Niskanen: That's right, and other nations.
Now my own view is that that is a desirable check on our military forces. We are much less likely to commit ourselves to low-priority interventions abroad.
As for federal-government management, we have two areas that we should look at carefully. One is federal pensions. The military pension system is completely unfunded and the civil service pension system is substantially underfunded. Civil service and military pensions are much higher than in the private sector. And they're about the only pensions in this country that are indexed for inflation. We need to change those substantially.
Now, again, that has to be phased in, much the same way as for Social Security, because people who are now retired or near retirement have made their life plans based upon those pension expectations. But we should change the conditions when we recruit new people in the military or into the civil service, so that they don't expect pensions before they're age 65 or maybe after 40 years of service.
In addition, we need to address the structure of federal pay. Federal pay in many cases is too high and in some cases is probably too low, because we don't have a regional pay structure in the white-collar work force. In many parts of this country federal jobs are a prize, and in some parts of the country we have difficulty recruiting qualified people. So we need to permit more variation as a function of skill and of place of work. And on the average, we can probably even reduce federal pay.
Ture: I'm not sure that I fully agree with Bill on the subject of what we ought to do with the defense budget. What we've done is to approach it in terms of how many dollars we can get out of it. The appropriate way to address it, in my judgment, is to say, "By virtue of the change in the world situation, what are the appropriate programs for the Department of Defense?" They need a new mission statement.
Postrel: But there's also the issue of pork. We see this with our would-be deficit-cutting president, so-called. He likes Seawolf—and who else likes Seawolf? People in Connecticut. And we in California are suddenly discovering that even Barbara Boxer may have a good thing or two to say for military spending. At a time where everyone agrees that some substantial cuts in the defense budget are in order, what do you do to get it done in a non-pork-barrel way?
Mitchell: I don't think you can. As a matter of fact, one of the safer predictions about the Clinton plan is that they won't get anywhere near the defense cuts they're showing because even the Democrats in the House have shown a reluctance to follow through on all their chest thumping about cutting defense.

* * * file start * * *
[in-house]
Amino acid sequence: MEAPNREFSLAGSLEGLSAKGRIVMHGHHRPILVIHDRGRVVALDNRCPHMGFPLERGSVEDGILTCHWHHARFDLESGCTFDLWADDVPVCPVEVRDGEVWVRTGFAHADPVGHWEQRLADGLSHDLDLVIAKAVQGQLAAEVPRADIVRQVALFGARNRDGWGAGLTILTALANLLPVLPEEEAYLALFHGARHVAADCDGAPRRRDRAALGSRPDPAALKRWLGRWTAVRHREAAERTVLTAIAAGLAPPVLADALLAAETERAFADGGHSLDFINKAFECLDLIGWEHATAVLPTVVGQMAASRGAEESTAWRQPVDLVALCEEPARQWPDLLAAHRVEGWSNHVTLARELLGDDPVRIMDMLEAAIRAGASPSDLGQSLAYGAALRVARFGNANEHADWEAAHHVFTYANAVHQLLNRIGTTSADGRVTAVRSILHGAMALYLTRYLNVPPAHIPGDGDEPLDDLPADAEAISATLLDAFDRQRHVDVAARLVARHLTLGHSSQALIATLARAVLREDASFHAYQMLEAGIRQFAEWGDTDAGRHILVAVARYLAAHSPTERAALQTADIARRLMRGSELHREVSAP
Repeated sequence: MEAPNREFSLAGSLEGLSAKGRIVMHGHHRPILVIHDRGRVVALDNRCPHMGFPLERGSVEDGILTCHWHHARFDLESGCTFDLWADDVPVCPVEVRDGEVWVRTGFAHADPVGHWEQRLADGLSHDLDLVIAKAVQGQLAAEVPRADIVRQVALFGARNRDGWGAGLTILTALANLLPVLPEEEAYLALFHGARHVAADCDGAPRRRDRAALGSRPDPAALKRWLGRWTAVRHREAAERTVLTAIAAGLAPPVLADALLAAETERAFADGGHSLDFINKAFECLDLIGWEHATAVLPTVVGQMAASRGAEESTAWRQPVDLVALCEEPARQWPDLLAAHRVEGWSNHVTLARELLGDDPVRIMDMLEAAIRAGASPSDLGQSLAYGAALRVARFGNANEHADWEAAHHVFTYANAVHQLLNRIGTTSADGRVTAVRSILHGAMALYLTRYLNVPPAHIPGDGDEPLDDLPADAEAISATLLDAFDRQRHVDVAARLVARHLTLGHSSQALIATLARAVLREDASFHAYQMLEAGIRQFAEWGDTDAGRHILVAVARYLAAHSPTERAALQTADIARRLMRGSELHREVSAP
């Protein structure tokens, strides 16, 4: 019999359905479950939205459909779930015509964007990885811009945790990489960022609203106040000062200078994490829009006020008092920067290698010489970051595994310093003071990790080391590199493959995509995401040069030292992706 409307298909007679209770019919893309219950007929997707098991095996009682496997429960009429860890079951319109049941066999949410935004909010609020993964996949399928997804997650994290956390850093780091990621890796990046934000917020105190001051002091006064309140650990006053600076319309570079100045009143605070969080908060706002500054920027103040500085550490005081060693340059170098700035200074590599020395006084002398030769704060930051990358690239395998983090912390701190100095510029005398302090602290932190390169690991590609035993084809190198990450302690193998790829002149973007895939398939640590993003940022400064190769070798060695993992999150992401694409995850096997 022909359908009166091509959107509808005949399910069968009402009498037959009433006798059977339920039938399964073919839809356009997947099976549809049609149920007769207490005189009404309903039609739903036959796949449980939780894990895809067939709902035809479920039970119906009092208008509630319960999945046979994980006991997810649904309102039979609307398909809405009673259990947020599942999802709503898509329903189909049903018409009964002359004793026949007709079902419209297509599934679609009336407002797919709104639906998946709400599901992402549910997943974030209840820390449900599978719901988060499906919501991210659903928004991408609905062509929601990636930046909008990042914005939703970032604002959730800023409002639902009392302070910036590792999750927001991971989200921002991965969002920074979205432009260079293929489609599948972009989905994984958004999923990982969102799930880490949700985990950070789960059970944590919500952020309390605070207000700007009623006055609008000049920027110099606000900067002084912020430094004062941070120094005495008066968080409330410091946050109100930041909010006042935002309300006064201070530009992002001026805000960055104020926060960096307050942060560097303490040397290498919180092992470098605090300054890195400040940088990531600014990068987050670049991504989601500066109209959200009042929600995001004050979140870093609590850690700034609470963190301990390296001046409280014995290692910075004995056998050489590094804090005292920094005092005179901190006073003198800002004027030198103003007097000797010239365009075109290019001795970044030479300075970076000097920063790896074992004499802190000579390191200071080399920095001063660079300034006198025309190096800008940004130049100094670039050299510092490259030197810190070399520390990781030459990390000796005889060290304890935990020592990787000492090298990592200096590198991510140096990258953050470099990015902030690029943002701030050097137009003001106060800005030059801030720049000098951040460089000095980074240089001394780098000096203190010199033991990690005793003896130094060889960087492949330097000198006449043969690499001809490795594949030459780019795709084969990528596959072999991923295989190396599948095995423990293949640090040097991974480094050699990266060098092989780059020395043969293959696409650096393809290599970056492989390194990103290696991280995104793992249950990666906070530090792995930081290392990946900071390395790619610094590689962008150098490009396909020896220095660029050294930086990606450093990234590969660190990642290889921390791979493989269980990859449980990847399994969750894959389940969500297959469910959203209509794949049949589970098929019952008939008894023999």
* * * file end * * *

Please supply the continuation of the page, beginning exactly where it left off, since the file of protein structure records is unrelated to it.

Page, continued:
Postrel: On the other hand, there has been some success in base closing by lumping—
Mitchell: The base closing, though, is similar to Gramm-Rudman.
Phillips: They knew they could vote for the package; they couldn't vote for the specifics one by one. The package—
Mitchell: They had to be sure that they couldn't amend it, that it was all a deal. Take it or leave it.
Mitchell: If we could expand upon the base closings commission idea, we could get something similar to Gramm-Rudman, where they could then go to their constituents and say, "I had no choice. This happened in spite of my hard work on your behalf."
Postrel: Perhaps you'd each like to make a closing statement.
Mitchell: The Clinton program is based on the same dubious logic and flawed assumptions of the 1990 budget deal. It's probably going to go through largely intact. It will fail miserably. He's going to come back for a second or third bite of the apple—depending on where you count health care—in 1995, right after the mid-term elections. And we'll get in this downward spiral where we pass bad fiscal-policy laws, which hurts the economy, which drives up the deficit, which encourages more bad fiscal policy.
Probably the only chance we have is that Clinton will set the stage for some as yet unknown, good Republican in 1996, the same way Jimmy Carter set the stage for Ronald Reagan. Hopefully, we'll get a little bit more progress in 1996 than we got out of Reagan. Reagan, I think, just largely held the line.
Phillips: The Concord Coalition was pleasantly surprised and pleased that Clinton put deficit reduction at the top of his list. We hadn't expected that.
But we do not expect that our mission is going to be accomplished over the next four years. Our mission is to eliminate the federal deficit over a reasonable period of time, and it's going to require a lot of educating and energizing of people across the country to make sure that their elected officials understand that we still have a very serious problem.
Niskanen: President Clinton was correct to make deficit reduction a major priority. He was incorrect to focus the deficit reduction almost entirely on the tax side. My own arithmetic suggests that he has proposed something like $6.20 of taxes and fees for every dollar of spending reductions and that the net amount of spending reductions is smaller than the amount that he's taking out of defense alone.
The deficit forecasts are likely to be misleading, because tax increases do not yield the revenues that are projected from a static model. And many of the spending cuts are one-time management reforms that do not affect the long-term programs. So spending and the deficit will grow very rapidly again in the 1998 period and beyond.
Ture:It seems to me that what Mr. Clinton should be about—and it is my judgment that he isn't—is reducing the role of the government's activity in the overall economy. Indeed, he's quite explicit that the government's role should be expanded. That makes the question of deficit reduction for me not even a secondary issue.
If you look at an administration that says the government ought to have a larger scope of responsibility throughout the economy and try to reconcile that with a program for reducing the deficit, it seems to me one could very well raise the question, Why bother to reduce the deficit? If spending is to increase, if that is a basic part of the Clinton program, then it seems to me that's what we should be opposing.
Postrel: Thank you all very much.